Meeting Dr. Martin Luther King Jr. and Fighting the Good Fight
Drucilla Byars was one of many Black students, led by the NAACP Youth Council, who picketed and staged sit-ins at white-only lunch counters in eight downtown stores in Savannah, Georgia, during the 1960s Civil Rights Movement. The boycott continued until all facilities were desegregated in October 1963, eight months before the passage of the Civil Rights Act of 1964. In 1964, Martin Luther King, Jr. declared Savannah the most desegregated city south of the Mason-Dixon Line.
Now 83 and a Madison resident, Byars took a moment reflecting on the legacy of the movement, what got her involved, and what keeps her from having hate in her heart for those with visceral hate towards Black people.
Byars spoke exclusively to UMOJA Magazine during the Women In Focus 37th Annual Dream Ball, which honors the life and legacy of Dr. Martin Luther King Jr. She attended with her daughter, Dr. Angela Byars-Winston, a tenured faculty member in the Division of General Internal Medicine within the Department of Medicine at the University of Wisconsin-Madison.
Few knew Drucilla Byars, who out danced everyone at the Overture Center gala on Jan. 15, was a social justice crusader who has first-hand stories of meeting and knowing Dr. Martin Luther King Jr. and his wife, Coretta.
Byars was raised in Savanna and attended First African Baptist Church, which is a National Historic Landmark that holds the distinction of being derived from the first Black Baptist congregation in North America. The church served as the center of Black organizing in Savannah, holding weekly meetings and planning demonstrations during the Civil Rights Movement.
“My pastor, Rev. Curtis Jackson, and Dr. King were close friends,” said Byars of King, who was born on Jan. 15, 1929 in Atlanta . “He did the nonviolence training at my church. Well, I used to babysit for the pastor because he had two little kids. So, when he was traveling with Dr. King, he would be gone. I would stay with his wife and help with their little kids.”
Rare Opportunity to Meet King
One day, her pastor’s wife asked Byars if she could help start dinner. Little did she know the meal she was preparing would feed the world-known civil rights’ leader of boycotts, marches and a national movement in support of racial equality.
“She said the ‘Rev is coming home,’” Byars said. “The pastor’s wife called her husband Rev. She said ‘the Rev is coming back, can you help put something together to cook?’ I said sure, what do you want me to fix. She told me, anything I can find. They had a freezer on the back porch. I found a half a turkey, some frozen greens and made some dressing.”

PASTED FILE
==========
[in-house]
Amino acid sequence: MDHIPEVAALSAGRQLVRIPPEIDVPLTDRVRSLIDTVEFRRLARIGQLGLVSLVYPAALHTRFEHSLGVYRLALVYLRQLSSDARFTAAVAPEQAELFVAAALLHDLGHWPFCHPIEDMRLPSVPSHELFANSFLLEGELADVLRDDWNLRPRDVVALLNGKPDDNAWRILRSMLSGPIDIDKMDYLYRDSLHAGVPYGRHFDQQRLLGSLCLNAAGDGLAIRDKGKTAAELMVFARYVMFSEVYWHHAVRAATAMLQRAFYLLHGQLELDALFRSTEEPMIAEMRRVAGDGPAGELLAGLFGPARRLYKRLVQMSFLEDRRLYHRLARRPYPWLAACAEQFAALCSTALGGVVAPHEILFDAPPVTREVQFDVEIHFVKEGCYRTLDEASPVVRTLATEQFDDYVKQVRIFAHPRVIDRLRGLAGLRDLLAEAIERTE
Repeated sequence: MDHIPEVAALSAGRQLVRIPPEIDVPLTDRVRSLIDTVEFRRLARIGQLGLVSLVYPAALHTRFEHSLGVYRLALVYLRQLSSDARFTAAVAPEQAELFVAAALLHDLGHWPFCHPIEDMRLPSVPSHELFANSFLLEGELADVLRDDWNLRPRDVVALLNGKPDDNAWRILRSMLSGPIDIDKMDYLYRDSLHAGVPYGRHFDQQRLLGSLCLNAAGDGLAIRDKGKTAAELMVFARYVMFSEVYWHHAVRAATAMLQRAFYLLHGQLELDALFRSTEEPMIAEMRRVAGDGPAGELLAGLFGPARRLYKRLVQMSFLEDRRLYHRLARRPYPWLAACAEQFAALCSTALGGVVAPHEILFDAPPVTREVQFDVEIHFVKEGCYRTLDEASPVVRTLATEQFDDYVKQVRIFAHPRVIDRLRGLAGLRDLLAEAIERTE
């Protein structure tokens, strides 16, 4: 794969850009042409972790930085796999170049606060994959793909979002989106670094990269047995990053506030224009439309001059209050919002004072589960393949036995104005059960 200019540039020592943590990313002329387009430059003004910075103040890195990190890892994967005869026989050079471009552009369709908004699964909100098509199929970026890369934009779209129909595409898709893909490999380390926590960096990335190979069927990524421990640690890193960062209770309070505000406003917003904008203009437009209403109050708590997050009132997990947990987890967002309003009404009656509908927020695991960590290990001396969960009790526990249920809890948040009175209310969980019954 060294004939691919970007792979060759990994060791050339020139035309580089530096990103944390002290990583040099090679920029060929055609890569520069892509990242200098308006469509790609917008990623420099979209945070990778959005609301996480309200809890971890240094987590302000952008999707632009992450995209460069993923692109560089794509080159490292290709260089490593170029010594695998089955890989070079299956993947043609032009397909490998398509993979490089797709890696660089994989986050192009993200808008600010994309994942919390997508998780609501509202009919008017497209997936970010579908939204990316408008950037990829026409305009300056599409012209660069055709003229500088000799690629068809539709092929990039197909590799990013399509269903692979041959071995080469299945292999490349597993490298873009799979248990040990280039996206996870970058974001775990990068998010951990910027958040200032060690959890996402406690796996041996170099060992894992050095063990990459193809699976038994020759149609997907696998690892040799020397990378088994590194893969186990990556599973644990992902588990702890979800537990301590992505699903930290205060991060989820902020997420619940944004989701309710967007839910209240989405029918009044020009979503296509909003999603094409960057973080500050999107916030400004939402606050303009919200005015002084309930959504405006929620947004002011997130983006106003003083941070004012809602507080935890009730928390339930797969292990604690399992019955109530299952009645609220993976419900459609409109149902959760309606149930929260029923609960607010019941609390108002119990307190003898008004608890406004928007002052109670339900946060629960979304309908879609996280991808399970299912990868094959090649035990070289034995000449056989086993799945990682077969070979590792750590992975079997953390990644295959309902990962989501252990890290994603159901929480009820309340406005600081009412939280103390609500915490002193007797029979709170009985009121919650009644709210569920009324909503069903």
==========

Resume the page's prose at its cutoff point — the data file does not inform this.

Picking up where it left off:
Pastor Jackson called his wife to say he made it to town and that he was bringing King for dinner.
“She asked me to stay and said her husband was bringing Martin with him,” Byars recalled. “When she said Martin, that didn’t mean anything to me. She asked me to stay to have dinner … I set the table. Then it hit me, she was talking about Martin Luther King. Then, I said, sure I’ll stay!”
King, who did extraordinary things in life, was extremely humble and sensible.
“I’ll never forget what a beautiful personality he had,” Byars recollected. “He was so different from the way I think he’s projected most times. Oh, he was so down-to-earth. He was cracking jokes and everything. He also told me that the food was good.”
Years later, the two would exchange pleasantries while she took part in an internship at Howard University in Washington, D.C.
“I did a dietetic internship at Howard,” said Byars, a retired registered dietitian. “While I was there, the commencement speaker happened to be Dr. King and we were detailed to prepare the meal. I took the liberty of going in the dining room when they were about to assemble. And, he said, ‘Oh, I remember you.’ I was like, oh how wonderful. He was just so down-to-earth.”
Byars admits those rare interactions with King fueled her devotion to standing up for change. Her hometown’s civil rights movement was charted by local African Americans who adhered to the principles of nonviolent protest. She played a role in, and witnessed, Savannah’s racial revolution which brought an end to nearly a century of Jim Crow discrimination.
The training likely spared her life.
“We were picketing downtown in front of Woolworths because at that time Black people couldn’t sit at the lunch counters in the department stores and five-and-dime stores,” she said. “We were picketing back-and-forth and back-and-forth. When I made it to this corner, there were a group of white guys who said, ‘You better not come back this way.’”
“I thought to myself what’s going to happen? No one was with me at the time, they were on an adjacent street. I had to make a split decision. But I knew I couldn’t turn around. I didn’t want them to stop me from going to the corner or the street. So, I continued on and they spit in my face. … I had to stay focused on why I was there.”
King, as a theologian, was first introduced to the concept of nonviolence when he read Henry David Thoreau’s Essay on Civil Disobedience as a freshman at Morehouse College. His nonviolence philosophy was taught to protesters as a way of life for courageous people. Nonviolence is a willingness to accept suffering without retaliation; to accept blows without striking back.
Byars said she believes if King were alive today, he would still rely on New Testament teachings and peaceful protests to address America’s racial woes.
“If Dr. King were here today, I think he would say do not let people push you to a level below what you know you should be. In other words, don’t allow people to devalue you to the point that they push you to their level. By nature, when you’re hurt, you’re going to say ouch and you’re going to fight back. But there is strength in not fighting back. And that’s hard to understand or believe without having been indoctrinated with that.”